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ACC Roundtable: Assessing The Flaming Wreckage Of Week 2

ACC Roundtable
ACC Roundtable

This week's ACC Roundtable is brought to you by the good folks from From The Rumble Seat, who remind you that everybody hurts sometimes. Check out our answers to their questions below. 

1. Enough with the MVP's and the National Title Talk. What ACC teams are going to be bowl eligible by November? Who will be left out in the cold?

Heading into the season, I predicted that BC, Florida State, Clemson and N.C. State would be bowl-bound from the Atlantic, while Miami, Virginia Tech, Georgia Tech and North Carolina would go bowling from the Coastal side of the conference. So with 1/6 of the regular season in the books, I don't think I'd change much about my preseason predictions. 

Maybe, just maybe I'd swap N.C. State for Maryland, who has already matched their win total from last season through two weeks. So I'll stand pat with my bowl predictions after two weeks -- Miami (Orange), Virginia Tech (Peach), Florida State (Champs), BC (Sun), Georgia Tech (Music City), North Carolina (Car Parts), Clemson (Independence) and N.C. State, but probably really Maryland (EagleBank).

For those following along at home, that leaves Maryland / N.C. State, Duke, Wake Forest and Virginia home for the holidays.


2. What team performance (or lack thereof) this weekend shocked you the most? What individual's performance impressed/depressed you the most?

If this question isn't a clean sweep for the Hokies, I don't really know what to think of this ragtag bunch of bloggers. Let's just say this one goes out to our boy furrer4heisman:

If that song doesn't depress you enough, then Josh Nesbitt completing only one-third of his passes in a 28-25 loss to Kansas is sure to send this week's roundtable hosts over the cliff.


3. The ACC is fifth out of the Big 6 conferences in terms of out of conference winning percentage. Is this a function of a difficult out of conference schedule or are we legitimately the second worst conference in the BCS?

The ACC continues to set out each and every year to prove that they can compete with the big boys, scheduling marquee non-conference opponents in the first few weeks of the college football season. Yet every year, like clockwork, a "named" ACC team falls flat on their face in these matchups, whether it be the Chick-Fil-A Kickoff Classic or a made-for-TV game with Boise State. 

The ACC had a record five teams ranked in the preseason Top 20. This week -- just one, 1-1 Miami at number 17. After two weeks, the league could still have all five of those teams ranked in the Top 25 if they scheduled like the SEC and didn't schedule like they had something to prove


4. James Madison's victory was the 13th I-AA victory over an ACC squad since 1984 (out of 160 total games). It was also the 5th I-AA victory over a I-A opponent in 2010. Is it really worth scheduling I-AA opponents to start the season particularly I-AA juggernauts like Appalachian State, James Madison or Villanova?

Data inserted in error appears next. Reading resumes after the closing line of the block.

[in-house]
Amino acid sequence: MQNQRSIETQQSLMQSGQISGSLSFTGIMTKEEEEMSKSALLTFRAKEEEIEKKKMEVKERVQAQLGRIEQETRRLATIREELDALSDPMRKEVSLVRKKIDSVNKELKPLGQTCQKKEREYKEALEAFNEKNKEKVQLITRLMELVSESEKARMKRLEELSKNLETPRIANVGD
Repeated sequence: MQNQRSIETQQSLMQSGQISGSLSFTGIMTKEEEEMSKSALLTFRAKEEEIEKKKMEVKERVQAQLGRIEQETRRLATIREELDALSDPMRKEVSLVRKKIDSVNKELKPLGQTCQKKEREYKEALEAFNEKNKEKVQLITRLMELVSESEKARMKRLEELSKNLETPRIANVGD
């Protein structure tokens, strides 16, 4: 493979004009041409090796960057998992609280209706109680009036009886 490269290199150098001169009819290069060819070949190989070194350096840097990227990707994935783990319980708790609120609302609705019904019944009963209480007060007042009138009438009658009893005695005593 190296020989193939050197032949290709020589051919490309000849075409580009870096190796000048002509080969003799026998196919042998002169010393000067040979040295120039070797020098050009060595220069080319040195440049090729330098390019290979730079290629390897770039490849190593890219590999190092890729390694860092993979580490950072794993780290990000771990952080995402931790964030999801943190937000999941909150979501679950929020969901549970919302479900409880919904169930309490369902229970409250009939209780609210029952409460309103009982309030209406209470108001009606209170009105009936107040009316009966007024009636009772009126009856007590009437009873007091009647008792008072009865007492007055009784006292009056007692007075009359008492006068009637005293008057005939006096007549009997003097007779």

In a word, no. Scheduling a I-AA opponent the first week of the season is all risk, no reward. It gives that program the entire offseason to prepare for what amounts to their program's Super Bowl, as they stand to earn their 15 minutes of "Appalachian State-esque fame" if they pull off the upset.

Ideally, the I-AA game should be scheduled for the third or fourth game of the season, tucked away between a winnable game against a BCS opponent and the start of ACC play. The league should really just follow my 5-step guide to avoiding another ACC football colossal FAIL weekend.

And if you insist on scheduling an I-AA opponent to start the season, find yourself a team nicknamed the "Blue Hose." And avoid like the plague any program from the CAA South not named Towson.


5. Have your expectations for the 2010 season or your team's place in the ACC changed after Week 2's round of games?

Not really. Well, that's a lie. My expectations have actually grown since the preseason. Before the season starts, I had the Eagles finishing with a record of 10-2, and losing to Miami in the ACC Championship Game. The two losses I had for the Eagles on the 2010 schedule -- Florida State and Syracuse -- suddenly look like both could easily be wins.

I did have BC knocking off Virginia Tech in two weeks and feel even more comfortable with that prediction now that the 0-2 Hokies are in full-on meltdown mode. Then again, I would hardly be surprised if the Hokies travel to Chestnut Hill, knock off the Eagles and use that win as a springboard to quickly right the ship.

Still, I think we've learned that the Hokies defense is very young. So is the Seminoles' D. Notre Dame under Brian Kelly isn't invincible, and the ACC title race probably hasn't been this wide open since 2006. BC isn't without their issues, however, but with a schedule that currently features zero ranked teams, every one of the Eagles' remaining 10 games appears winnable.


6. What's a bigger mismatch: You vs. Ralph Friedgen in a competitive eating matchup or the Iron Dukes versus Nick Saban on Saturday?

Duke is currently a 23 point home dog to the Crimson Tide. Speaking of dogs, let's say said competitive eating match is a Nathan's Hot Dog eating contest, Chestnut vs. Kobayashi-style. Now those that have met me in person know that Friedgen has a good 100-125 pounds on me. But a 23 HDB (hot dog and bun) handicap is a LOT of hot dogs, especially considering Fridge is a svelte 105 pounds lighter than the 400+ pound version of Fridge circa 2008. 

I'd set the line for this mythical coach vs. blogger hot dog eating contest in the 12-15 HDB range, making Duke-Alabama the far bigger mismatch this weekend.